• How will the quilt be used? My default batting is an 80/20 cotton/poly blend with scrim.  It’s what I consider an “all-purpose” batting for machine quilting and it’s fairly inexpensive. It’s the only batting I buy on a 30 yard roll – that’s how much I use it.  However, when I am making a quilt for a child, I’ll go with rayon, because it’s flame retardant, non-toxic, and non-combustible.  For wall hangings or other “show” quilts, I’ll go with wool because of the way it drapes & helps define the stitching.  If you are gifting a bed quilt though, never use wool unless you know for sure the recipient is not allergic.

There are other properties of specific batting, so as I go through the Batting 101 series, I’ll call out why you might choose that particular batting and how it compares to other choices.  This will be fun!

Oh, and before I forget, I wanted to point out what has become one of my favorite, favorite tools: a pair of batting scissors.
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This is one of those things that you don’t ever think you need, until after you get it; then, you wonder how you ever lived without it!  Since my batting is all on bolts or rolls, I am often cutting through 2-4 layers of batting at a time.  This really makes quick & painless work of cutting batting.  I got these from Handi Quilter at a show, but you can buy them from their website too.

If you have specific questions you want me to cover in the Batting 101 series, just leave a comment on this post!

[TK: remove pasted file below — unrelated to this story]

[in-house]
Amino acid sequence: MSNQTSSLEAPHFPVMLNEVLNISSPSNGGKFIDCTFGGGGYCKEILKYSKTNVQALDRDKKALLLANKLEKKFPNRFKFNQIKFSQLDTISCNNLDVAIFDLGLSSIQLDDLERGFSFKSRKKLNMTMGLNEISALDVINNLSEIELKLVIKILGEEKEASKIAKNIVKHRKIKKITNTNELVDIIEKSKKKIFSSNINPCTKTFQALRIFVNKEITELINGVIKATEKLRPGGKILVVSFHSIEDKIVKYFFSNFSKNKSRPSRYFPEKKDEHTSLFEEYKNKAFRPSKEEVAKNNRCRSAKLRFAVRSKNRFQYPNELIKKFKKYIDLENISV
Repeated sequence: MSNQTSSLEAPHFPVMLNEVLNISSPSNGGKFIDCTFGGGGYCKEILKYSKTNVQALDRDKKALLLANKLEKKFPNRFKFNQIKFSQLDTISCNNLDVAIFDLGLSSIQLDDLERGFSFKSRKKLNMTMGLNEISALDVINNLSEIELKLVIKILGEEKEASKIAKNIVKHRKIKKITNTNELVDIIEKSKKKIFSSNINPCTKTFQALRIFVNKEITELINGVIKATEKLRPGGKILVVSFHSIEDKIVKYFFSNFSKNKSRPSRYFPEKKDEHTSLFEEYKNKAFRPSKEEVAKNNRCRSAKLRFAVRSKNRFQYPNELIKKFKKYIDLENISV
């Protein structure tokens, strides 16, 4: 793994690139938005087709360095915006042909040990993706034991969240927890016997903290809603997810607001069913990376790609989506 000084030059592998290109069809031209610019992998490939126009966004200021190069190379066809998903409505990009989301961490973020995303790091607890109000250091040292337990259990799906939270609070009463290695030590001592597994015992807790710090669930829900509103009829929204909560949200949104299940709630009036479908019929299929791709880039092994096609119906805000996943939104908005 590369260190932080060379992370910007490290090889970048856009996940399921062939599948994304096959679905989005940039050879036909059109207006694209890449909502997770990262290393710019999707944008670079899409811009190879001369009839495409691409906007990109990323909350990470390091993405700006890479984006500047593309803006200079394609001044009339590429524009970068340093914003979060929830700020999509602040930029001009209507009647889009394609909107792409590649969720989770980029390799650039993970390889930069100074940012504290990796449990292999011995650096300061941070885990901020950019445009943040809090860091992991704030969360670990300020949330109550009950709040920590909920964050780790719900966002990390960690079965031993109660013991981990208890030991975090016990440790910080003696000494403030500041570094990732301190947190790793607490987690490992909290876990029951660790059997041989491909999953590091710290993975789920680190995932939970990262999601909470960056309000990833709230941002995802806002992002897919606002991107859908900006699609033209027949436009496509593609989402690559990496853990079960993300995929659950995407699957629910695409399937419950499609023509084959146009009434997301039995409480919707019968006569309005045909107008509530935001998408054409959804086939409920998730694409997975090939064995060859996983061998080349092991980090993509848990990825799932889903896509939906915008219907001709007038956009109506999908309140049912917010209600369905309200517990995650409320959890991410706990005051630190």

4 Responses to “Batting 101: How to Choose a Quilt Batting for Your Quilt”

  • Kelly

    very very informative. Thanks!

  • Annie K

    They make black batting??? How did I not know this?? Great tips, thank you. What is your opinion on types of threads vs. types of batting? I know ladies who are appalled that I’ll use cotton thread with poly batting…the general consensus here seems to be “like with like.” But I’ve never had any issues arise from mixing them up a bit…have I just been lucky so far?

    • Ebony

      Nope, Annie, it’s not really luck. There just really isn’t a reason to do anything ALL one way. Maybe your quilt won’t stand the 200-year test of time but… do you really care? I use Polyester thread with cotton batting & quilts all the time. No issues so far either. :)

  • This is very informative…I’ll bookmark it so I reference it when I need to. I’ve heard that wool batting doesn’t tend to crease as much as cotton or polyester when the quilt has to be folded and stored, only I haven’t been able to find wool batting locally and have been reluctant to order it in a large quantity without a chance to play with it first. Also thanks for the info on the black batting, again something I’ve thought about but haven’t been able to buy locally. Guess I know what I’ll be looking for at the next big quilt show!